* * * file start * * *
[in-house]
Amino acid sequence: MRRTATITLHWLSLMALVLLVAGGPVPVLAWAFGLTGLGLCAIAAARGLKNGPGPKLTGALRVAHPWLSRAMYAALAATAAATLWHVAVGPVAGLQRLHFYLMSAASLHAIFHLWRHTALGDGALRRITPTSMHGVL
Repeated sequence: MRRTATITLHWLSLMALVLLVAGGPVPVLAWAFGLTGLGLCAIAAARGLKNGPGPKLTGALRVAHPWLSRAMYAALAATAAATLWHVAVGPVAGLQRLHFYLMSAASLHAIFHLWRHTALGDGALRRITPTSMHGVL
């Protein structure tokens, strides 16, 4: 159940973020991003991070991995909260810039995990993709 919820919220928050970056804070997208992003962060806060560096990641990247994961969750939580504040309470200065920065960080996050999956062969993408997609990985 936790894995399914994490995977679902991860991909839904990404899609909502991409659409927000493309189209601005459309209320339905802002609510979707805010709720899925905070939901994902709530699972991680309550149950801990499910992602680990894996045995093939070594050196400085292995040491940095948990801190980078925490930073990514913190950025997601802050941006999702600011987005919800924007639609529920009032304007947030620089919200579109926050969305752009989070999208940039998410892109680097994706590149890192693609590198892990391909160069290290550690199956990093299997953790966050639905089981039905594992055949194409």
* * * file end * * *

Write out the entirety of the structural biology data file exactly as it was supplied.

[in-house]
Amino acid sequence: MRRTATITLHWLSLMALVLLVAGGPVPVLAWAFGLTGLGLCAIAAARGLKNGPGPKLTGALRVAHPWLSRAMYAALAATAAATLWHVAVGPVAGLQRLHFYLMSAASLHAIFHLWRHTALGDGALRRITPTSMHGVL
Repeated sequence: MRRTATITLHWLSLMALVLLVAGGPVPVLAWAFGLTGLGLCAIAAARGLKNGPGPKLTGALRVAHPWLSRAMYAALAATAAATLWHVAVGPVAGLQRLHFYLMSAASLHAIFHLWRHTALGDGALRRITPTSMHGVL
């Protein structure tokens, strides 16, 4: 159940973020991003991070991995909260810039995990993709 919820919220928050970056804070997208992003962060806060560096990641990247994961969750939580504040309470200065920065960080996050999956062969993408997609990985 936790894995399914994490995977679902991860991909839904990404899609909502991409659409927000493309189209601005459309209320339905802002609510979707805010709720899925905070939901994902709530699972991680309550149950801990499910992602680990894996045995093939070594050196400085292995040491940095948990801190980078925490930073990514913190950025997601802050941006999702600011987005919800924007639609529920009032304007947030620089919200579109926050969305752009989070999208940039998410892109680097994706590149890192693609590198892990391909160069290290550690199956990093299997953790966050639905089981039905594992055949194409």